Modern Times is a transitional film in that almost all of the dialogue is silent, yet there are occasional spoken voices and sound effects. The Little Tramp remains silent for most of the film, but when it comes time for him to talk, Chaplin actually has him sing.
On August 30, 1935, when the cast and crew shot the final scene where Chaplin and his co-star Paulette Goddard walk off into the sunset, (figuratively at least, the scene was set at dawn) they must have sensed they were at the end of an era; it was unlikely that even the great Charlie Chaplin could pull off another silent film. What remained to be seen was whether or not the Little Tramp character would continue.
The answer was no. Chaplin felt the magic of the character disappeared once his voice was heard and chose to retire him.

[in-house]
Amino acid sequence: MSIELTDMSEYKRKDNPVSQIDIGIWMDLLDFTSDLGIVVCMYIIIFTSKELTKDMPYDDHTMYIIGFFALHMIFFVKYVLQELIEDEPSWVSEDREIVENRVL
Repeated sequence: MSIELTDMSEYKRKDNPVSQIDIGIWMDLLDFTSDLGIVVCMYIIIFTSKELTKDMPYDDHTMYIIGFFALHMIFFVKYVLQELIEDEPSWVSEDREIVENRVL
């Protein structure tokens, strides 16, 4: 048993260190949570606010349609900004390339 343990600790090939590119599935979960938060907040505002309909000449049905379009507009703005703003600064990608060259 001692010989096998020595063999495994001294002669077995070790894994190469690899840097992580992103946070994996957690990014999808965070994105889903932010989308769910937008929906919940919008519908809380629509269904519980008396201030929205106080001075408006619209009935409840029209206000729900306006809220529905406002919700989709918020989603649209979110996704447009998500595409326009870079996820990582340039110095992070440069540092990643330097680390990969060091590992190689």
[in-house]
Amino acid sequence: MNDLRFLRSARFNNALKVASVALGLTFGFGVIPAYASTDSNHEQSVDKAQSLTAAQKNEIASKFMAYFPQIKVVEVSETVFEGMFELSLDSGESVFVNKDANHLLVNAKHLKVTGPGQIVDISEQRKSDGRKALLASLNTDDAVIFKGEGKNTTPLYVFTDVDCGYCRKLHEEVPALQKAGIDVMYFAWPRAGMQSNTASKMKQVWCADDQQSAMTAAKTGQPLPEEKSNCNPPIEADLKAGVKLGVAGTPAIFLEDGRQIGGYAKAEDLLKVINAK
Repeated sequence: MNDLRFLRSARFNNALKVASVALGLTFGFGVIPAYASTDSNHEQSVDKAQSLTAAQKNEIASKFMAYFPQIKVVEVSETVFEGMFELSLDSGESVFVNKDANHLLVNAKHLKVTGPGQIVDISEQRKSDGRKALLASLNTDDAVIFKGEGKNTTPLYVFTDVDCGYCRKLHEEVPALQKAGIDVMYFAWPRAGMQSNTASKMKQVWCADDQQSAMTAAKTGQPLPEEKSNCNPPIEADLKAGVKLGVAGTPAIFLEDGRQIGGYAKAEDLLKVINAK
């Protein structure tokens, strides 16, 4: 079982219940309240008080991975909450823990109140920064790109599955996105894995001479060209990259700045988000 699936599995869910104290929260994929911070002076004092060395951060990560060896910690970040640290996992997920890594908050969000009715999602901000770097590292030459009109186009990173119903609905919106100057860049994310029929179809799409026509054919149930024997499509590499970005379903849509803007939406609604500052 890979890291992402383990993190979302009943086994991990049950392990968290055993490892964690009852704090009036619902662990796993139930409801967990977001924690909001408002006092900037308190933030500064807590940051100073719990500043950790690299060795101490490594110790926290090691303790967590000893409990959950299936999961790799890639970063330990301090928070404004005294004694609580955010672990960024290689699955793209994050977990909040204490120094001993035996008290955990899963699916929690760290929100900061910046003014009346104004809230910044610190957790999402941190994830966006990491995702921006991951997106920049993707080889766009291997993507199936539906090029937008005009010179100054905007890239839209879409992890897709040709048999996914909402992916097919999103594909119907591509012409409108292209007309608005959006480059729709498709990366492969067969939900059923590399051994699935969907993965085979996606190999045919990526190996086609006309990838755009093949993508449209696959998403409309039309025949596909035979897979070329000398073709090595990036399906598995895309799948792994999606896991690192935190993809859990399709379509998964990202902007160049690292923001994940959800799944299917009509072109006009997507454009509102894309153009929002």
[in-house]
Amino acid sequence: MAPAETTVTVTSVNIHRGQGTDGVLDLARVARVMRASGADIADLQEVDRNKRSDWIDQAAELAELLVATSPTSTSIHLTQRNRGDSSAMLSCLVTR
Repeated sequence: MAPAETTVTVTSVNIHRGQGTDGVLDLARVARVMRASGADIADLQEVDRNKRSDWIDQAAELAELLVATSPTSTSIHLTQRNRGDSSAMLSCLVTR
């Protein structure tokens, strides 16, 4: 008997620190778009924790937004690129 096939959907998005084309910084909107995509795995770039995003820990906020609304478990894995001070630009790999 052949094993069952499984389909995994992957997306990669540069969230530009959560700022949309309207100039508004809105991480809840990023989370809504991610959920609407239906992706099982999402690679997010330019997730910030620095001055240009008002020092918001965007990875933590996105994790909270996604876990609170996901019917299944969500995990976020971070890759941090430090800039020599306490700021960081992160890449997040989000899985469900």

(A similar character did appear in Chaplin’s next film, The Great Dictator, but the Tramp was transformed into a European Jewish barber for this film. After that, the character never again appeared on screen.)
Modern Times was Chaplin’s biggest gamble and turned out to be one of his greatest successes. Recently, the American Film Institute voted it onto its top 100 American Films list at #81.
I am currently working with Los Angeles County and Santa Clarita city officials to erect a commemorative plaque at the site of the final scene next February to commemorate the 75th anniversary of the film’s release.
Stay tuned for updates on our progress!
THIS JUST IN: In February 2011 Kimi and I helped create and host the first annual ChaplinFest in Newhall, California. During that festival, Tippi Hedren and Leonard Maltin helped us unveil a beautiful black marble monument commemorating the final scene of “Modern Times.” The monument was created by the wonderful couple of Charles and Maria Sotelo of High Desert Monuments in Hesperia, California. These kind and patient people believed so strongly in our project that they created the monument for us without asking for a dime up front. I am very happy to report that after several months of fundraising, the Sotelos are now paid in full! We thank everyone who contributed to this worthy cause. (We will still need to raise funds for the base and other associated costs.)